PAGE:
Figure 6: Showing attached zip archive properties and extracted inflated file

     83B38XM4C_ETRANSFER_RECEIPT.zip          1.77 MB
  └───83B38XM4C_ETRANSFER_RECEIPT.exe 300 MB

Upon decompression, it reveals an ISO file which is another container layer. At this point, the inflated malware remains concealed. It is only when the user mounts the ISO file that the inflated malware is exposed and becomes ready for execution. The inflated malware has a substantial file size of 300 MB. This significant size can potentially surpass the scanning limitations of conventional security scanners.

This sample also used ISO to add another layer of compression/container to conceal the inflated malware. This is another evasion technique to hide the malware from scanners that do not recursively extract archives/containers and scan files.

Here is another example of an email containing a download link that points to a compressed archive that will contain the inflated malware file.

Figure 7: Email example with malicious URL Linkh
Figure 7: Email example with malicious URL Linkh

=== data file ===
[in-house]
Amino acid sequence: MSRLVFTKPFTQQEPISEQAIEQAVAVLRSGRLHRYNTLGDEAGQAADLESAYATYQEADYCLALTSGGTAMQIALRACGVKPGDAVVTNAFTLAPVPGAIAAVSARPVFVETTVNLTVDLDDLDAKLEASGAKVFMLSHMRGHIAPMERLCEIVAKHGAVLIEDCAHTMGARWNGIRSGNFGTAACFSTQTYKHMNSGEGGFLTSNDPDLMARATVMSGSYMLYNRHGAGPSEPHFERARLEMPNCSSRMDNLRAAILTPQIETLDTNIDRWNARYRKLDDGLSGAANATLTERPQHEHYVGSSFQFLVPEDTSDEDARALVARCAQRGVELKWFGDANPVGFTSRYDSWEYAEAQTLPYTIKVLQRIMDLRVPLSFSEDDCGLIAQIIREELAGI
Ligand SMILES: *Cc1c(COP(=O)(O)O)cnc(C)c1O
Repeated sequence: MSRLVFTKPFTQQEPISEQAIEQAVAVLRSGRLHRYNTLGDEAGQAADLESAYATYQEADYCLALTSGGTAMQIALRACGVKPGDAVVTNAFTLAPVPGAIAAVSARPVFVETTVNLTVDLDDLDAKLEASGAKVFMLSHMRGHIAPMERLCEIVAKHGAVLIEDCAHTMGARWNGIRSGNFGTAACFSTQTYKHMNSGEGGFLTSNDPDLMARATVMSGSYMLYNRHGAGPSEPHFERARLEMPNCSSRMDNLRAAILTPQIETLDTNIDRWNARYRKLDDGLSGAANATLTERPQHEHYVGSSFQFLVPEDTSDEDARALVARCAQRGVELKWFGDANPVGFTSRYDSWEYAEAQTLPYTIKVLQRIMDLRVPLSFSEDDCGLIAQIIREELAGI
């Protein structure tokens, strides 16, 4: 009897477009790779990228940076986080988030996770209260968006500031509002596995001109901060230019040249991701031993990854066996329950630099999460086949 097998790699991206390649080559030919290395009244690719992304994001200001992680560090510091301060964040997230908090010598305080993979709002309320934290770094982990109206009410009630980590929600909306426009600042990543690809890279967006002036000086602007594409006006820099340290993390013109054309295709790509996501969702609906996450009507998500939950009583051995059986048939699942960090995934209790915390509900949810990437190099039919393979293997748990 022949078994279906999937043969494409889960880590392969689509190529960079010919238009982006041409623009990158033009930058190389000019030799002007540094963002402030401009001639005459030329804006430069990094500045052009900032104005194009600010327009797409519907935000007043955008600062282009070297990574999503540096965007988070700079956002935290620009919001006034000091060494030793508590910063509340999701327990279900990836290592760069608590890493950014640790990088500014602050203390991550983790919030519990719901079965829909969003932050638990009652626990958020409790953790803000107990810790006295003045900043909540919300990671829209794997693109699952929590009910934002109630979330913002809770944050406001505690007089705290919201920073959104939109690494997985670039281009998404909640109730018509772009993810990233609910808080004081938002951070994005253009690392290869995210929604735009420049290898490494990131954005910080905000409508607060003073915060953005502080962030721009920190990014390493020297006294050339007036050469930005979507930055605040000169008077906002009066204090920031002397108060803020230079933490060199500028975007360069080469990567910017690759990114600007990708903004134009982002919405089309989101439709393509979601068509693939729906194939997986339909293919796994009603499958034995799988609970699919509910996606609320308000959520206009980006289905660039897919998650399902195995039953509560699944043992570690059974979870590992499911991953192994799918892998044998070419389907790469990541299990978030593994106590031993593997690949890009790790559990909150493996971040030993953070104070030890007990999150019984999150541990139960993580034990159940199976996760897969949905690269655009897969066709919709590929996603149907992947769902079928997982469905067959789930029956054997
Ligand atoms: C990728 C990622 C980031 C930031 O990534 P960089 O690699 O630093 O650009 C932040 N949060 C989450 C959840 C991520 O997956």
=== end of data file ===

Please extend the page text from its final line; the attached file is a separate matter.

Figure 8: Showing downloaded zip file properties and extracted inflated file.
Figure 8: Showing downloaded zip file properties and extracted inflated file.

                    document_atqxJ9.zip            77.6 KB
├───password.txt 4 bytes
└───New Document001.rar 77.3 KB
 └───New Document001.pdf.exe 664 MB

In this example, the malware is hidden in another layer of compressed “.rar” archive. The inflated malware file expands to 664MB after extraction. It also utilizes masquerading technique where the malware file is pretending to be PDF file by changing its icon and adding pdf extension.

File Compression Effectiveness

Distributing a malicious file of a huge size could potentially affect its effectiveness due to factors such as network limitations and conspicuous file downloads, among others. This is where file compression comes into play. File compression works by encoding its data to have a lesser size compared to what the original file has. One of the basic concepts of compression algorithms is to reduce data redundancy. The more redundant data there is, the more file compression works, making it more efficient to reduce the file size.